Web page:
So, I’ve mostly mapped out how I’m going to approach my as-objective-as-humanly-possible assessment of the 2016 Hugo Awards. I decided to focus on short stories and novels because I thought they’d be the easiest to get my hands on. This stayed true for novels and isn’t that true for short stories, because while I’m willing to buy a novel I’m not willing to pay for a short story, especially since I don’t really care for short stories myself. So that leaves “Seven Kill Tiger” out, because it’s only in a collection that I might have bought except it looks like it currently only has a Kindle version and, well, I don’t have and don’t want a Kindle. Yes, I’m like Rupert Giles that way. Well, actually, I’m like Rupert Giles in a lot of ways. Anyway, I can’t do that one. And I’m going to spare myself Chuck Tingle’s work, mostly because it’s really not my type of work and while love may be real, pretty much no one really thought that it was a contender. And I’m also going to skip “If You Were an Award, My Love”, because it’s just a parody of “If You Were a Dinosaur, My Love”, and if that story had actually won its category in 2014 there’d be a point in examining it, but it didn’t, and I’m not really interested in seeing if it was worthy of even being nominated.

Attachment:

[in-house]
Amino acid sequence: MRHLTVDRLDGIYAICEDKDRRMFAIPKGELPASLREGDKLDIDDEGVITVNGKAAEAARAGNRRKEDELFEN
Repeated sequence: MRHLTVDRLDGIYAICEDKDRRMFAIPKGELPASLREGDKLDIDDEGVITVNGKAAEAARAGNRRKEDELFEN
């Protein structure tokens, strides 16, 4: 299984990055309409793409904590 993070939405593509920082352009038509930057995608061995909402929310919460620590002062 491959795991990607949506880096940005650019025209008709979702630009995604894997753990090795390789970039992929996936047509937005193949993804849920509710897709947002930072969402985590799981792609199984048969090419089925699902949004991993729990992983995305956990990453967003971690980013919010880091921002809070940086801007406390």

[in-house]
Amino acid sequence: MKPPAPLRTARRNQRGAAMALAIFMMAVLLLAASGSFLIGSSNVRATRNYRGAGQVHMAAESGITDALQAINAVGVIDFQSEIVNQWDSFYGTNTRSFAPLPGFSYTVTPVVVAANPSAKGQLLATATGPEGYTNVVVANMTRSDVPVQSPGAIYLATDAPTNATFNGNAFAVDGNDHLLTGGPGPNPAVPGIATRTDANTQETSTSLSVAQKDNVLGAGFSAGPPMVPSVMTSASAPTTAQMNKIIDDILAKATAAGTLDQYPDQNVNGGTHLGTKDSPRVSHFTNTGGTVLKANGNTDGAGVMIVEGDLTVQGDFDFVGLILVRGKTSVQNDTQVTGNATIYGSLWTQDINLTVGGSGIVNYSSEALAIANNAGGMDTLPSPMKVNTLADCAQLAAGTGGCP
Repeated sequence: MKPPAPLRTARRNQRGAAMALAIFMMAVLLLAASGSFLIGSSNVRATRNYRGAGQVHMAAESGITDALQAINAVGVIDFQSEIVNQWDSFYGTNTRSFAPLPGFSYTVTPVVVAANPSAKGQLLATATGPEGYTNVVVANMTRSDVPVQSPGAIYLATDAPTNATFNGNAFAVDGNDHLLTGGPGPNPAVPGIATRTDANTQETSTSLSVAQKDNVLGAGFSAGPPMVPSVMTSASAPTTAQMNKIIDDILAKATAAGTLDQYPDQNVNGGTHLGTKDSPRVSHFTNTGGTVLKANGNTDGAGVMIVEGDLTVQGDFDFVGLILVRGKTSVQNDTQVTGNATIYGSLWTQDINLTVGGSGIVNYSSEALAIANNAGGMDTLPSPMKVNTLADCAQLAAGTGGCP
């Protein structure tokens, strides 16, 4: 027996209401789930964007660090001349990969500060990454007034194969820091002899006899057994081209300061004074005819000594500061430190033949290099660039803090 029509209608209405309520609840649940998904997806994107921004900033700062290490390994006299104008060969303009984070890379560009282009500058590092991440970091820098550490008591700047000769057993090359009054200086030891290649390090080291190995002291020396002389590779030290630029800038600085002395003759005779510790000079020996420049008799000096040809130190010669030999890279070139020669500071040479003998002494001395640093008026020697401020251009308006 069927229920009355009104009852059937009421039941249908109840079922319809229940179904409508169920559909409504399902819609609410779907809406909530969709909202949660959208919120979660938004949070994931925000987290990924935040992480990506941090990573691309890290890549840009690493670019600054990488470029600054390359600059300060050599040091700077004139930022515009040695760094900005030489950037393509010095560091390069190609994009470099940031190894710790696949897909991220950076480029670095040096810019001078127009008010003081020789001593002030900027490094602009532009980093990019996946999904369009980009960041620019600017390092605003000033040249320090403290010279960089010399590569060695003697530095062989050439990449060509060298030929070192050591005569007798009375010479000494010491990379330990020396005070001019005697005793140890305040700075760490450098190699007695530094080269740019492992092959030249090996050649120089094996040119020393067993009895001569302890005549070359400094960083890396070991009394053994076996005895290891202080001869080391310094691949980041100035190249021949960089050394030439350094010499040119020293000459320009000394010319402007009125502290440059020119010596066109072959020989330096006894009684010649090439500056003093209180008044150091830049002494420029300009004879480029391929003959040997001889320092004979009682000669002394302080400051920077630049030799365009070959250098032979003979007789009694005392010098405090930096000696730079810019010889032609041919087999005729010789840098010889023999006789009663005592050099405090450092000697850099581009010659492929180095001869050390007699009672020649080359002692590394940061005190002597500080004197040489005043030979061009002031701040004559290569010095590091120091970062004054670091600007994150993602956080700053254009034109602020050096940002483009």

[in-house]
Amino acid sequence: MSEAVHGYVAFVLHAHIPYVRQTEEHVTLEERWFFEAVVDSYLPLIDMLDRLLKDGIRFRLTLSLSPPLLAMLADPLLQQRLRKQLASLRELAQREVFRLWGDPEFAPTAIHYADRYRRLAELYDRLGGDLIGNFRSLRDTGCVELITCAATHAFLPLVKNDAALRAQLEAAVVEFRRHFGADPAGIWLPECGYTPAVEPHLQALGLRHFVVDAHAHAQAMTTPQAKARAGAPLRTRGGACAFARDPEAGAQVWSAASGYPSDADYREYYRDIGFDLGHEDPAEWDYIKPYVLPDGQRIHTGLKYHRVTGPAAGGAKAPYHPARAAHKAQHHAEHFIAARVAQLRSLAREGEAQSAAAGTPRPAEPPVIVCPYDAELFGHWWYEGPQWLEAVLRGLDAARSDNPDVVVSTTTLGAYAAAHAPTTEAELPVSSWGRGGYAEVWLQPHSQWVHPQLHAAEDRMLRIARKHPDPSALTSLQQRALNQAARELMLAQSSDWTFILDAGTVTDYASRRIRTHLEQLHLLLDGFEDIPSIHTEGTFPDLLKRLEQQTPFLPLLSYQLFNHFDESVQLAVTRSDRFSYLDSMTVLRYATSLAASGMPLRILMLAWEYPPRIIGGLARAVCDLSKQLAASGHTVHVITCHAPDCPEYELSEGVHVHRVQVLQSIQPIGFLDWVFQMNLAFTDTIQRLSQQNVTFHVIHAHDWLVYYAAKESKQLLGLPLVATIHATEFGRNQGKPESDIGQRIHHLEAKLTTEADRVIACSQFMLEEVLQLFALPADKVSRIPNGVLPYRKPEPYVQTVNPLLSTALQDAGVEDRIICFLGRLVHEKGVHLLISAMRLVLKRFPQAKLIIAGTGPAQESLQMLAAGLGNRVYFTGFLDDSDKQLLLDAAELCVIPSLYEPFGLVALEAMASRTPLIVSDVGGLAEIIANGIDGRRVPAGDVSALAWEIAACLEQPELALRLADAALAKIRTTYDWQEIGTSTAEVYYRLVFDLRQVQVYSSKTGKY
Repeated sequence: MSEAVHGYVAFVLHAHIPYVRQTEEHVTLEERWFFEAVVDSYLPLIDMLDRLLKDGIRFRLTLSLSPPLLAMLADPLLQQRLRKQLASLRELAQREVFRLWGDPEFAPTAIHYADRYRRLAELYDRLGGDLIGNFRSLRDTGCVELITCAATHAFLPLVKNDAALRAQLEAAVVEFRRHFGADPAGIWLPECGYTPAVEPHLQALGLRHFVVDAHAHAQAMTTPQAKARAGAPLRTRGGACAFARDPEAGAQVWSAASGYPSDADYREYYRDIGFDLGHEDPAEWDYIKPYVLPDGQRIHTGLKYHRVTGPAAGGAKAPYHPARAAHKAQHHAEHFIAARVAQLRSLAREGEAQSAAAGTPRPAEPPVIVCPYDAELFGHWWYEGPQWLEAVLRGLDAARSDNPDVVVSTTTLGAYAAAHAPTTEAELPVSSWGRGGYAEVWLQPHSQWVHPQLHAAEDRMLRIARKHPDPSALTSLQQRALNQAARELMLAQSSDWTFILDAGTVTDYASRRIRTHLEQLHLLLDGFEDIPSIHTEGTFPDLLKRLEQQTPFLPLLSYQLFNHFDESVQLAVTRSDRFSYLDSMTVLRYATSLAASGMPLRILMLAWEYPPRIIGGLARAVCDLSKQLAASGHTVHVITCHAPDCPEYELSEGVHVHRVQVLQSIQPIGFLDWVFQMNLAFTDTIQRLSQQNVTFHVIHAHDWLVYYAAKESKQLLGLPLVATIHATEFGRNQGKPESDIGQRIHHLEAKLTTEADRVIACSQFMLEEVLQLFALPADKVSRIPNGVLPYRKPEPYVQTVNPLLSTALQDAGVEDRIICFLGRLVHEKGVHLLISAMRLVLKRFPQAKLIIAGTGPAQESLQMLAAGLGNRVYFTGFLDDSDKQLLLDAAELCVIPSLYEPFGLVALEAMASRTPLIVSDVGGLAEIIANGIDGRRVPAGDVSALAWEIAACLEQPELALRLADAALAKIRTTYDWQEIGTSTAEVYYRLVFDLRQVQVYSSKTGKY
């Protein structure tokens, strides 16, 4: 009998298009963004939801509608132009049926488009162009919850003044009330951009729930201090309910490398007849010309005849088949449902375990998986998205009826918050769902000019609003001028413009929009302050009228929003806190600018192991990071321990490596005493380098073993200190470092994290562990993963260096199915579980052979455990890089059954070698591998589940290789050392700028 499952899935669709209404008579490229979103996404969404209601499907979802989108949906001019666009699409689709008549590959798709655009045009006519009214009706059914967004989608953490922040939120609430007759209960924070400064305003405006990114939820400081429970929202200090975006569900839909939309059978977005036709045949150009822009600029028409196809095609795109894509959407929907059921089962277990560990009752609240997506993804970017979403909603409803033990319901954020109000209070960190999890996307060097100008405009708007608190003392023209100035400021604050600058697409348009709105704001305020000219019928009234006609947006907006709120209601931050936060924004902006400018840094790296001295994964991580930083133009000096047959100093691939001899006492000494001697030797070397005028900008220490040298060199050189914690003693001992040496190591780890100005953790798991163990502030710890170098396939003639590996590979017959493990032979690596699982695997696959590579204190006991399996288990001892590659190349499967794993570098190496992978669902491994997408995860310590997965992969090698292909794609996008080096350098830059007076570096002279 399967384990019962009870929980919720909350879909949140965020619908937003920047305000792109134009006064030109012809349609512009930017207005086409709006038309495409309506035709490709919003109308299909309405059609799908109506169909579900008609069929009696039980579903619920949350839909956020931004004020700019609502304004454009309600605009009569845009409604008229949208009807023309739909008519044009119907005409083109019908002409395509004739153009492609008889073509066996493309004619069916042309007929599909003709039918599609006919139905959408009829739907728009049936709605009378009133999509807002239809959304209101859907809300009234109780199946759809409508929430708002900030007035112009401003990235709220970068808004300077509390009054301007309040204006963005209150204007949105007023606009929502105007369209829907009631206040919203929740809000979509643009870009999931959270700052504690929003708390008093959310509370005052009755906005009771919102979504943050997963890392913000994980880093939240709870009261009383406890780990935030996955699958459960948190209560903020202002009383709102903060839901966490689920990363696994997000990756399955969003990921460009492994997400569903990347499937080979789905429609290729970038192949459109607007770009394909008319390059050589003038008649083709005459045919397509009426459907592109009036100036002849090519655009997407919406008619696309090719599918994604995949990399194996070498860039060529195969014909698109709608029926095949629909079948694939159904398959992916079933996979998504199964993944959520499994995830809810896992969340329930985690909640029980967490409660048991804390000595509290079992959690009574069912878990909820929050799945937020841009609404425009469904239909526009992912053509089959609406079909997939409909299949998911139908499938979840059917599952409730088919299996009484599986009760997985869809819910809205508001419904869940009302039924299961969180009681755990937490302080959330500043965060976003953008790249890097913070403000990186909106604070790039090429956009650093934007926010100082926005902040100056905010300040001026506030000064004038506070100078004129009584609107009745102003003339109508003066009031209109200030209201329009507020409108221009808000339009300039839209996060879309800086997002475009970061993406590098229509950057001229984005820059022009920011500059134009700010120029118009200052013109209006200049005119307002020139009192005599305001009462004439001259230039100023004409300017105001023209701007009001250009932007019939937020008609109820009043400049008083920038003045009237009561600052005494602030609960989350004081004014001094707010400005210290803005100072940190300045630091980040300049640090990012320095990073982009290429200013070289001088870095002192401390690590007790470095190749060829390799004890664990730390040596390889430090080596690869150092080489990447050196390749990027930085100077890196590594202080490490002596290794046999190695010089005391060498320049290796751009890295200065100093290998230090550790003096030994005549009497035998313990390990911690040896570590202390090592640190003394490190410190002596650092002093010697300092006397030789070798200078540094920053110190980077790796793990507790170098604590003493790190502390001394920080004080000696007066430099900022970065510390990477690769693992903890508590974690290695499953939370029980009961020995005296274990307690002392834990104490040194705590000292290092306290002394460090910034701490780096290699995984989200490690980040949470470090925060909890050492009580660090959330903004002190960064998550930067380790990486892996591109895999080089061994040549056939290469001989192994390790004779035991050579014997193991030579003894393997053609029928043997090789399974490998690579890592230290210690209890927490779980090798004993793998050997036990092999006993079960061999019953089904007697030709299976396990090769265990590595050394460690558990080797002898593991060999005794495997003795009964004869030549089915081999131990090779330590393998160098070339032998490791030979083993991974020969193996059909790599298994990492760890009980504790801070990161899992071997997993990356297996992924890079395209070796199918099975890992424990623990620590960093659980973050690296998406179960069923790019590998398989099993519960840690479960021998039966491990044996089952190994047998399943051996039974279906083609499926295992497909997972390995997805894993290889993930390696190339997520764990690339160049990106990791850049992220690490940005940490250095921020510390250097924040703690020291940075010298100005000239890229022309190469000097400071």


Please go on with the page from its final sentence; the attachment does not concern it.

So, that leaves, for short stories, in the order that I’ll examine them:
1) “Cat Pictures, Please”, which I’ve already read and whose analysis should come some time this week.
2) “Asymmetrical Warfare” , which I did manage to find but haven’t read yet.
For novels, order matters, so I’m trying to work out the order. Reviewing books that are part of a series is, as I’ve said before, risky — since the real assessment of their quality can only be judged by how they fill their role in that series — but “The Fifth Season” and “The Cinder Spires: The Aeronaut’s Windlass” are the first in their respective series, as far as I can tell, and so they can be assessed objectively on how well they work to make me want to read the rest of the books in the series. “Ancillary Mercy” is the last in the series, and so it can’t be judged on its own, so I’ve ordered all three. The risk here is that if I don’t like the first two, then the payoff in the third won’t happen and so that will bias me against that work.
For order, my thought is to start at the bottom and work my way to the top. If the order is really reflecting quality, then I should be more and more entertained as I go along. But that’s not all that great a measure for an objective assessment, and I worry that I want to do that because I want to put off reading “The Fifth Season”, and if I come into a work thinking I won’t like it, I probably won’t. But I don’t want to rush that one either, for the same reason. I could just go random, but that seems a bit pointless. So, for now, once they arrive, I’m planning on starting at the bottom and working my way up, though that might change.
Anyone who is interested, keep following along and you’ll see my updates as soon as I post them.
Tags: Hugo Award Assessment